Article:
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William Golding: The Man Who Wrote Lord of the Flies
In 1953, William Golding was a provincial schoolteacher writing books on his breaks, lunch hours and holidays. His work had been rejected by every major publisher—until an editor at Faber and Faber pulled his manuscript off the rejection pile. This was to become Lord of the Flies, a book that would sell in the millions and bring Golding worldwide...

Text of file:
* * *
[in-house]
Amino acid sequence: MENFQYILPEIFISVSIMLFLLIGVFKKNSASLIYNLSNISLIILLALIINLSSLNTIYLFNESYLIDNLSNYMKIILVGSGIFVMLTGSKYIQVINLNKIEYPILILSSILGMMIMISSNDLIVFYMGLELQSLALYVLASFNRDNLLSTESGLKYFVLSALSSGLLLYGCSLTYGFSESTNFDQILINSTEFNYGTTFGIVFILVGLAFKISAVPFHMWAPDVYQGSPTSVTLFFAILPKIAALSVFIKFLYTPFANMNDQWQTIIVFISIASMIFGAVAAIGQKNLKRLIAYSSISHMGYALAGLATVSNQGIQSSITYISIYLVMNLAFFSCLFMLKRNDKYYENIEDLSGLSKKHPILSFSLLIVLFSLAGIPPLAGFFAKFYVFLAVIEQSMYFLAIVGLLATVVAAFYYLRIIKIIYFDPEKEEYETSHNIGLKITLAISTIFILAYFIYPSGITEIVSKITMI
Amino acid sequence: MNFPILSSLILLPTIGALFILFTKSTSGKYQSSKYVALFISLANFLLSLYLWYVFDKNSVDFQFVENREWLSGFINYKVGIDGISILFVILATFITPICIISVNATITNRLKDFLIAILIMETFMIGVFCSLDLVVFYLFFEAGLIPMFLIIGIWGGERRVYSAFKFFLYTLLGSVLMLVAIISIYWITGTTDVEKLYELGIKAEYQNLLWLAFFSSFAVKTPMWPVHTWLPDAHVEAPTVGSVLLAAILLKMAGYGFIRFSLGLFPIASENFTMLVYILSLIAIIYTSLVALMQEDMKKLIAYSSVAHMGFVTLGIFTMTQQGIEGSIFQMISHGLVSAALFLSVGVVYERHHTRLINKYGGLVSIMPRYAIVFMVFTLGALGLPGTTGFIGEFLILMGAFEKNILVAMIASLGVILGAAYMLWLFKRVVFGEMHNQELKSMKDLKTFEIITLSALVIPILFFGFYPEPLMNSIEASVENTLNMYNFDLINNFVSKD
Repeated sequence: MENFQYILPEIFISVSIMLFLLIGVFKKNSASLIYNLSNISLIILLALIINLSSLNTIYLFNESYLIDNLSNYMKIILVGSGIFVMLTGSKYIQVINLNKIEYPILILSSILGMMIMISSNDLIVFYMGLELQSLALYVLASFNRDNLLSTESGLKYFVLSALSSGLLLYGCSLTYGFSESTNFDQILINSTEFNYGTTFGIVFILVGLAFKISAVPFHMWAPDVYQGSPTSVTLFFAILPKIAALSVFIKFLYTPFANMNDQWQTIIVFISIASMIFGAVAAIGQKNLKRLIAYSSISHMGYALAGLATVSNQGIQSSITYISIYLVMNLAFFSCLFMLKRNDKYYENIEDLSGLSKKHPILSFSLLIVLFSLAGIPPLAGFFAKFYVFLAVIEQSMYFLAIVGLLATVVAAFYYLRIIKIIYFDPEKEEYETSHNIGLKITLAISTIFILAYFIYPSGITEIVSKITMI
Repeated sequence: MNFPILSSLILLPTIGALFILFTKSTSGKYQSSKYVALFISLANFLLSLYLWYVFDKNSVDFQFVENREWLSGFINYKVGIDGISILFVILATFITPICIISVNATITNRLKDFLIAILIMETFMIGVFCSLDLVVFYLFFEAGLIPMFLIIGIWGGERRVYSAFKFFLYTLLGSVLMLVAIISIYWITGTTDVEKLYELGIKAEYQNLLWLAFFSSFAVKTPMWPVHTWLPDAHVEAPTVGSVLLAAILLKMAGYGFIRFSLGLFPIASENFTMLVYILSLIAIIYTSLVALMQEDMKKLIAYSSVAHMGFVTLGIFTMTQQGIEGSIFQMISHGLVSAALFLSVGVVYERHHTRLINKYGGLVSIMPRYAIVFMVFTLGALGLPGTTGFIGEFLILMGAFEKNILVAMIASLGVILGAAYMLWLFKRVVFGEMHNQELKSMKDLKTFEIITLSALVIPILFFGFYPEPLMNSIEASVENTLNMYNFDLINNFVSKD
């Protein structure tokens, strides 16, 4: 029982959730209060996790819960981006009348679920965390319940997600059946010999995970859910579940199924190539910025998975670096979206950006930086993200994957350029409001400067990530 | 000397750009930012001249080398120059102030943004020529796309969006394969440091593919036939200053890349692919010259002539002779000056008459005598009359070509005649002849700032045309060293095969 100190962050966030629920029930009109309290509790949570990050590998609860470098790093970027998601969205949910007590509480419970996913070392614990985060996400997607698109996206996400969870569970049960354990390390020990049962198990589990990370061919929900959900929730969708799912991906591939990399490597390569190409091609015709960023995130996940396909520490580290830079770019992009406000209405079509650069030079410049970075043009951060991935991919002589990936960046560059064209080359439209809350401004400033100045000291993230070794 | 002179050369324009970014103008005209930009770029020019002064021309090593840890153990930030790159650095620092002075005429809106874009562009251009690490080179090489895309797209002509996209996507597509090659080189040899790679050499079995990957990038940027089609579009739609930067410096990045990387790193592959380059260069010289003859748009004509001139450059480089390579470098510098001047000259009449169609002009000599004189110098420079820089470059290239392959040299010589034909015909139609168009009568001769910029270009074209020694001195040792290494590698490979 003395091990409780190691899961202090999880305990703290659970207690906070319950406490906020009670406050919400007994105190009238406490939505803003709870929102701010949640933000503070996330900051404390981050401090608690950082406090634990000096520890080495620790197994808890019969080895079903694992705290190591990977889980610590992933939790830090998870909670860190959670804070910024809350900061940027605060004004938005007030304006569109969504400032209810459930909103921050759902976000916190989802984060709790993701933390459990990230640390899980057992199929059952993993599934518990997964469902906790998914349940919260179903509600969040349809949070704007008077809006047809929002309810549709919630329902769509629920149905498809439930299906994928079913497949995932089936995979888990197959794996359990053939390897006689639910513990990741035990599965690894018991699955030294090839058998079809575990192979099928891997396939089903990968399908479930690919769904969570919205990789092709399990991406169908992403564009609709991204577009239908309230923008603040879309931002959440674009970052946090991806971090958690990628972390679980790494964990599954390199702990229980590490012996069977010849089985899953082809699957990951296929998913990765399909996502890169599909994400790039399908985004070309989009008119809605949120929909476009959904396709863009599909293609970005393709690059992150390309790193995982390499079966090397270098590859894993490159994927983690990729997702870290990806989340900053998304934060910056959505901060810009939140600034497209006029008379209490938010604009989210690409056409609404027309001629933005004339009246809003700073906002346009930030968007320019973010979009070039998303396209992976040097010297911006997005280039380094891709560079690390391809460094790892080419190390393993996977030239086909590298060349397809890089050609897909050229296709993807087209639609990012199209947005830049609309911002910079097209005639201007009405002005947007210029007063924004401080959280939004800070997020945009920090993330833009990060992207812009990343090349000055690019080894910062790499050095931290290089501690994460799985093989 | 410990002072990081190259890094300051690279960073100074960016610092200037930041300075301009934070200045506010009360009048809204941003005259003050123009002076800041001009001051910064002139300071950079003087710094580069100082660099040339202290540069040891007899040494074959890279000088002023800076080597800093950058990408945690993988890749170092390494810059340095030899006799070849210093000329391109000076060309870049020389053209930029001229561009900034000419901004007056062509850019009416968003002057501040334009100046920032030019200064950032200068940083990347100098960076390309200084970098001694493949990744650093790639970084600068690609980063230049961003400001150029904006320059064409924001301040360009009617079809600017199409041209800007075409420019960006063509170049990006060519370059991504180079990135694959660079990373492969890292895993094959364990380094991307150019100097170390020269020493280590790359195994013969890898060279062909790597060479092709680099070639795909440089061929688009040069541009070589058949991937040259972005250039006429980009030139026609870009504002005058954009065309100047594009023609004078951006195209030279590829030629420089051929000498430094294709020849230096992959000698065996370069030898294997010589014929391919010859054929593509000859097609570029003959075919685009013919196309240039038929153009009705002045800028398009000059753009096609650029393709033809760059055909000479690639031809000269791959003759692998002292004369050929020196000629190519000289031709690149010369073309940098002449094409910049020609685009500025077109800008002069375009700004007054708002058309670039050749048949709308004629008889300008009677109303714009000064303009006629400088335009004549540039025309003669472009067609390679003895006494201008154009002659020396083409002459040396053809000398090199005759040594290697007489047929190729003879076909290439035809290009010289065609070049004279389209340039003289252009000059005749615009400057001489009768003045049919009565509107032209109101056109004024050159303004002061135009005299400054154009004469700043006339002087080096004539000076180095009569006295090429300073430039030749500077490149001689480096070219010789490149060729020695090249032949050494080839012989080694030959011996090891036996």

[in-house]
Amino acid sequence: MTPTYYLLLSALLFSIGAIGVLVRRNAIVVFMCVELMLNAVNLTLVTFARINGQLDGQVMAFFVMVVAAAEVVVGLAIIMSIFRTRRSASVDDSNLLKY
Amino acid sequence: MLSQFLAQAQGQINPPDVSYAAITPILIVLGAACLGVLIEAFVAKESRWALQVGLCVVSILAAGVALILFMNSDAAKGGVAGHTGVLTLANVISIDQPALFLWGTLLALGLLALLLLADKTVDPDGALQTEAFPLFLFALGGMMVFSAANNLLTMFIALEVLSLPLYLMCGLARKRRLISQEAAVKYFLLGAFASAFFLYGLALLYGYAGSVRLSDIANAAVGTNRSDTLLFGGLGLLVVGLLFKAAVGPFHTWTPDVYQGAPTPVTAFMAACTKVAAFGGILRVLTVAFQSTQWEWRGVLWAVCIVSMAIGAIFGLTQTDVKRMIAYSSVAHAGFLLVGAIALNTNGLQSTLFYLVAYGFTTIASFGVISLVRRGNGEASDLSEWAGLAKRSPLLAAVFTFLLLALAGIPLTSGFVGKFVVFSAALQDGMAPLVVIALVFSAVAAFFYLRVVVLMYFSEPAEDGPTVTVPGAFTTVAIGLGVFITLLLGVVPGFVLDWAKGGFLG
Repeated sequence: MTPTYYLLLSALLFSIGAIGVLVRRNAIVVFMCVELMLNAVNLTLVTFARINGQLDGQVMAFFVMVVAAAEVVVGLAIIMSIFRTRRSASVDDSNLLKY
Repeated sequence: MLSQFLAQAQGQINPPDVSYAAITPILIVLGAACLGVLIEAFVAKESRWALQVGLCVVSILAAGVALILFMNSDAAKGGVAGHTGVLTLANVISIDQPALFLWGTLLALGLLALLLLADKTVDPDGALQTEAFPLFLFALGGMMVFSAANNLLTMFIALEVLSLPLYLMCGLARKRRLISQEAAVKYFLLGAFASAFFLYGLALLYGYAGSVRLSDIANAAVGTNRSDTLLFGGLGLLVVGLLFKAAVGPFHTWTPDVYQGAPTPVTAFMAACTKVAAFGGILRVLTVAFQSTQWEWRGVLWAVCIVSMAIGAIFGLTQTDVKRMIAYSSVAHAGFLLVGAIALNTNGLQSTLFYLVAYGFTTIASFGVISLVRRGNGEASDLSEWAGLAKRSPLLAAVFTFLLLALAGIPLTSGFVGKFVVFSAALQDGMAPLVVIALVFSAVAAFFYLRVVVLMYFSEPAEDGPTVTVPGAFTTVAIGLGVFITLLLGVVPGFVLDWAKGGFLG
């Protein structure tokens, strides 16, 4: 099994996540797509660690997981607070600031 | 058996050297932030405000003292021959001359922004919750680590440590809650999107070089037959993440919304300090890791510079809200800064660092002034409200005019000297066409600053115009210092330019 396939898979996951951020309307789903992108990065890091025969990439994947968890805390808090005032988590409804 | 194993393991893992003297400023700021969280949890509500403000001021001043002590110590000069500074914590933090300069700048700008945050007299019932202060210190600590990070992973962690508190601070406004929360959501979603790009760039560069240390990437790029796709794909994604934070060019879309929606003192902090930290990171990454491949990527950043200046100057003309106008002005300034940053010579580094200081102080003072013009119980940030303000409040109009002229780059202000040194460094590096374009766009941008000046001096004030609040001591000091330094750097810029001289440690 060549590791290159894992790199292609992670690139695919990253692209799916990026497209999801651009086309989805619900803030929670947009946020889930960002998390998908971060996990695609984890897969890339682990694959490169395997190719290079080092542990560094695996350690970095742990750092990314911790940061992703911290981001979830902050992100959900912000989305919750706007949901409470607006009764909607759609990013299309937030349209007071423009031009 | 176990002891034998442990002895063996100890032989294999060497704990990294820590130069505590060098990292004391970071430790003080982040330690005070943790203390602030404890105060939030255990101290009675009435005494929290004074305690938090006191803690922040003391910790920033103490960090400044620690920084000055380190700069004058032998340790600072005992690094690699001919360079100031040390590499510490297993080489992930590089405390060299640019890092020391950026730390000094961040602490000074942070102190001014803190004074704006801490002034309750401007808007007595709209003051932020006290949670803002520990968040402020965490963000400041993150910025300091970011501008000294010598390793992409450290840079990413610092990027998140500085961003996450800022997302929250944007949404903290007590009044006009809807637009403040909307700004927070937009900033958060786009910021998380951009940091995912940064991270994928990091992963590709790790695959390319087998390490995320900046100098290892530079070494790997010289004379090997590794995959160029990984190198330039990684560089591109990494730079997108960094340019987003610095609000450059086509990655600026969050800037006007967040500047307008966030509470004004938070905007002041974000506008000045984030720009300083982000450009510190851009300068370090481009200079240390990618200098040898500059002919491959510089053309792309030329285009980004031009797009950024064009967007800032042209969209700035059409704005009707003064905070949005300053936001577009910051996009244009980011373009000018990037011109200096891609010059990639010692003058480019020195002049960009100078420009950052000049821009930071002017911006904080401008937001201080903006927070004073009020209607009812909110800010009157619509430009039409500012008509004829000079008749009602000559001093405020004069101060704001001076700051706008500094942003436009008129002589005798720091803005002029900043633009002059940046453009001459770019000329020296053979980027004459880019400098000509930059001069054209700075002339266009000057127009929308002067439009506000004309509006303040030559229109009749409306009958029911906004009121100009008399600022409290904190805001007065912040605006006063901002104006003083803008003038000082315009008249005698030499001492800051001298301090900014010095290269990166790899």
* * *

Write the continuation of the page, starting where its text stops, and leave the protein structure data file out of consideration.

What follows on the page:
In 1953, William Golding was a provincial schoolteacher writing books on his breaks, lunch hours and holidays. His work had been rejected by every major publisher—until an editor at Faber and Faber pulled his manuscript off the rejection pile. This was to become Lord of the Flies, a book that would sell in the millions and bring Golding worldwide recognition. Golding went on to become one of the most popular and influential British authors to have emerged since World War II. He received the Booker Prize for the novel Rites of Passage in 1980, and the Nobel Prize for Literature in 1983. Stephen King has stated that the Castle Rock in Lord of the Flies continues to inspire him, so much so that he named his entertainment company after it and has placed the Golding novel prominently in his novels Hearts in Atlantis and Cujo. Golding has been called a British Vonnegut—disheveled and darkly humorous, perverse when it would have been easier to be bitter, bitter when it would have been easier to be lazy, sometimes more disturbing than he is palatable and above all fascinating beyond measure. Yet despite the fame and acclaim, the renowned author saw himself as a monster—a reclusive depressive ruled by his fears and a man who battled alcoholism throughout his life. In addition to being a schoolteacher, Golding was a scientist, a sailor and a poet before becoming a bestselling author, and his embitterment and alienation, his family, the women in his past, along with his experiences in the war, inform his work. This is the first book to unpack the life and character of a man whose entire oeuvre dealt with the conflict between light and dark in the human soul, tracing the defects of society back to the defects of human nature itself. Drawing almost entirely on materials that have never before been made public, John Carey sheds new light on Golding. Through his exclusive access to Golding’s family, Carey uses hundreds of letters, unpublished works and Golding’s intimate journals to draw a revelatory and definitive portrait. An acclaimed critic, Carey enriches crucially our appreciation of the literary work of Golding, bringing us, as the best literary biographies do, back to the books. And with equal parts lyricism and driving emotion, Carey brings to light a life that is extraordinary to the point of transcendent and a writer who trusted the imagination above all things.
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